Foundations of the Profession
Graduates of the SLIM Master of Library science degree program will be able to:
Articulate a philosophy of ethical and client-centered information services for the library and information professions.
The LI801: Foundations of Library and Information Science course provided an introduction to the roles of information professionals, the missions of libraries, the basic principles of information ethics, the information life cycle, and the core tenets of the library and information science professions. Close attention was given to ethical decision-making in the realms of intellectual freedom, privacy, intellectual property, professional ethics, and intercultural information ethics. The Four-Step Method of Principled Ethics (Severson, 1997) was applied to various scenarios as groups of students presented information ethics cases to the class.
In order to get an understanding of the basic principles of information ethics, I wrote a paper that focused on how one of the most crucial roles a librarian can play in society is to protect and promote intellectual freedom. I generalized about how the suppression of certain ideas in order to encourage unity actually hinders progress because people will not be able to test new theories and ideas in pursuit of something better. I then specified how ethical decision-making regarding intellectual freedom extends to how much children should be exposed to different perspectives in our society. Ultimately, I concluded that parents, not librarians, should be the gatekeepers for what material their children should be exposed to. Librarians should allow access to a wide variety of materials, and parents, who know better what their children can and cannot handle, should guide children in their decision-making about what materials to check out from the library.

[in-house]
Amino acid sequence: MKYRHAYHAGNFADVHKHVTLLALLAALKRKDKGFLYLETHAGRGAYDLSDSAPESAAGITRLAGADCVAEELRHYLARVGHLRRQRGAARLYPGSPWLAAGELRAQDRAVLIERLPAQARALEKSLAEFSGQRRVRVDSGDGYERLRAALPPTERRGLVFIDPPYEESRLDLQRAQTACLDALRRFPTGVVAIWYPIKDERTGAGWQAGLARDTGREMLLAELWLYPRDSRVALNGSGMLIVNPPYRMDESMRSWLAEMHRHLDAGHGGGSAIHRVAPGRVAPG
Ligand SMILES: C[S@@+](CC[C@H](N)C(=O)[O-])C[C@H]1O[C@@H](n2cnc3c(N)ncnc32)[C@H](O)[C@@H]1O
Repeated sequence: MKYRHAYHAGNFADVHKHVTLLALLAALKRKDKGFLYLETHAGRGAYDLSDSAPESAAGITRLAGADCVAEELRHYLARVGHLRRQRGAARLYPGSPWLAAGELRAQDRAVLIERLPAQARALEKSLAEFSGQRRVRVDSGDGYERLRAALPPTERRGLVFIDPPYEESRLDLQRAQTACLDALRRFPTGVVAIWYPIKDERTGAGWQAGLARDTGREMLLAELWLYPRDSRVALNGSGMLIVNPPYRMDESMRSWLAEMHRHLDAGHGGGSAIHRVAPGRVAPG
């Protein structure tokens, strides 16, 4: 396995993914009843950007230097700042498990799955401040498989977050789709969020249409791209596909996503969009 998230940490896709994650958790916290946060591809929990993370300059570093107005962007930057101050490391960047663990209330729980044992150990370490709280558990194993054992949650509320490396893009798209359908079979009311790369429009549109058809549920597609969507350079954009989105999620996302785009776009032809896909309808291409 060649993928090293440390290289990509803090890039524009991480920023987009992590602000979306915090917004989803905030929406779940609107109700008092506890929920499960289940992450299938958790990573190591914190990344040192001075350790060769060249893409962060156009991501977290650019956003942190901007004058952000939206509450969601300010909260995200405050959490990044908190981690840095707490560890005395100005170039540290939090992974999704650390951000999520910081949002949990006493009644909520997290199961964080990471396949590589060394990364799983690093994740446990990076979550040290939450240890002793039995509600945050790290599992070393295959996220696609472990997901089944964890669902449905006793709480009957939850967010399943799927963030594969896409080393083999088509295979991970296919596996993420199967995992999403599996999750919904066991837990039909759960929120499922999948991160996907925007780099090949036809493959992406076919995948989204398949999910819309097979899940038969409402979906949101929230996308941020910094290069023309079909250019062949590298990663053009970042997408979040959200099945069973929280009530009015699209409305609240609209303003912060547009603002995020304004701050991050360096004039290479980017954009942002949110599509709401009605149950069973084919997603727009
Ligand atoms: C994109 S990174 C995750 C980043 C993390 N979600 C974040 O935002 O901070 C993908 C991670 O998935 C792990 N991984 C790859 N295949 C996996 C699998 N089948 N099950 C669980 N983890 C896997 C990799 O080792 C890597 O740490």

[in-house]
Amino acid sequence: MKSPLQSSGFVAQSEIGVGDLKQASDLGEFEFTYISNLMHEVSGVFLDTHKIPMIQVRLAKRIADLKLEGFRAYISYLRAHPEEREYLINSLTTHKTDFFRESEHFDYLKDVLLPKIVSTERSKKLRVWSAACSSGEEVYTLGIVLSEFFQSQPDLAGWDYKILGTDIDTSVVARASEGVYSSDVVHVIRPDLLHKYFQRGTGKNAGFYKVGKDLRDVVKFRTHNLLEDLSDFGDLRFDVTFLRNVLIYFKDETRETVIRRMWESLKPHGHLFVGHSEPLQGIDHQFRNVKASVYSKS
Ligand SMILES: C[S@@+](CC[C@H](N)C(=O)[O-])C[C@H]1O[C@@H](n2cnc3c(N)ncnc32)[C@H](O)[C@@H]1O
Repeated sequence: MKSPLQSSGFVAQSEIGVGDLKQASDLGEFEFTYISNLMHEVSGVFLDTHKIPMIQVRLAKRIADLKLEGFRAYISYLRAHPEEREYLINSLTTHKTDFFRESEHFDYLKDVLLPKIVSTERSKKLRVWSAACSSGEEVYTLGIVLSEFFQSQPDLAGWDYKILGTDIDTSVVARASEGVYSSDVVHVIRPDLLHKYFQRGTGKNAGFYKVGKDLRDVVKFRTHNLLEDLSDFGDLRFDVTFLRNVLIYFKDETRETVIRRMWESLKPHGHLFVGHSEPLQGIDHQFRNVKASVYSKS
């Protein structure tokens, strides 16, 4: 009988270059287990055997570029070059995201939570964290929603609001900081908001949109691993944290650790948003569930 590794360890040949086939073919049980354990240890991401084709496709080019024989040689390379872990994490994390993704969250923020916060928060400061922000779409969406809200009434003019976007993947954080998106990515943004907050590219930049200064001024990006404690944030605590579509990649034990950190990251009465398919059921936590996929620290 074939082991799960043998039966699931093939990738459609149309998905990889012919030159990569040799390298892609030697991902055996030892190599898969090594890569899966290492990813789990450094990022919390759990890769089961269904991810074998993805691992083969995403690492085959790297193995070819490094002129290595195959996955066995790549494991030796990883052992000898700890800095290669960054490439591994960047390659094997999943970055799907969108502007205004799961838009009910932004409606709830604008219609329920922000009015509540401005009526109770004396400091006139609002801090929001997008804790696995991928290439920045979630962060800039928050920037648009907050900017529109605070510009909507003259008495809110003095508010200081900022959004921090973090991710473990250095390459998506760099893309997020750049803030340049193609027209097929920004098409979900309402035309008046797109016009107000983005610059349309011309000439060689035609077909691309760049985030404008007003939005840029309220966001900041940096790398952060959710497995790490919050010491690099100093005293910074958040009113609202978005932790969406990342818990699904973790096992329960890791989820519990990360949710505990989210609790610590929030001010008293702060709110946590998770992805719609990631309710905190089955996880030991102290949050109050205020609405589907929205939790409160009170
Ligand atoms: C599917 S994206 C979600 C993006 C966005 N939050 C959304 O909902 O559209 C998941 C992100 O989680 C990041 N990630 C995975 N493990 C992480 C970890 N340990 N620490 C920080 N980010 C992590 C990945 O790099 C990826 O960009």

The second artifact from LI801 that deals with information ethics was conducted in groups. Groups of four were given a scenario and were required to prepare a presentation to the class demonstrating application of Severson’s information ethics decision-making model and to create a newspaper communicating the controversies of the assigned information ethics case. My group’s intellectual freedom case centered on a parent of a young child who challenged the classification of Jesus Walks with the Dinosaurs. The book was originally shelved with the science materials, and the parent wanted it moved to the fiction section. The library council reviewed the request and re-catalogued the book to the religious area. My group ultimately decided that the move insured that the library would not have to make a decision about the issues at stake: creationism versus evolution and the ultimate fallout that could occur from patrons on both side of the issue. The book was not removed; therefore, intellectual freedom was not violated. The fictional newspaper we created effectively communicated the event to the public, provided a book review of Jesus Walks with the Dinosaurs, and featured letters to the editor about the controversy.
A working knowledge of information ethics is crucial for a librarian to possess. Inevitably, a challenge or question of a book’s content will occur several times throughout a librarian’s career, and she will need to know how to handle the patron’s challenge or question. The two information ethics assignments gave me the framework for addressing problems and challenges to intellectual freedom in my future career as a librarian.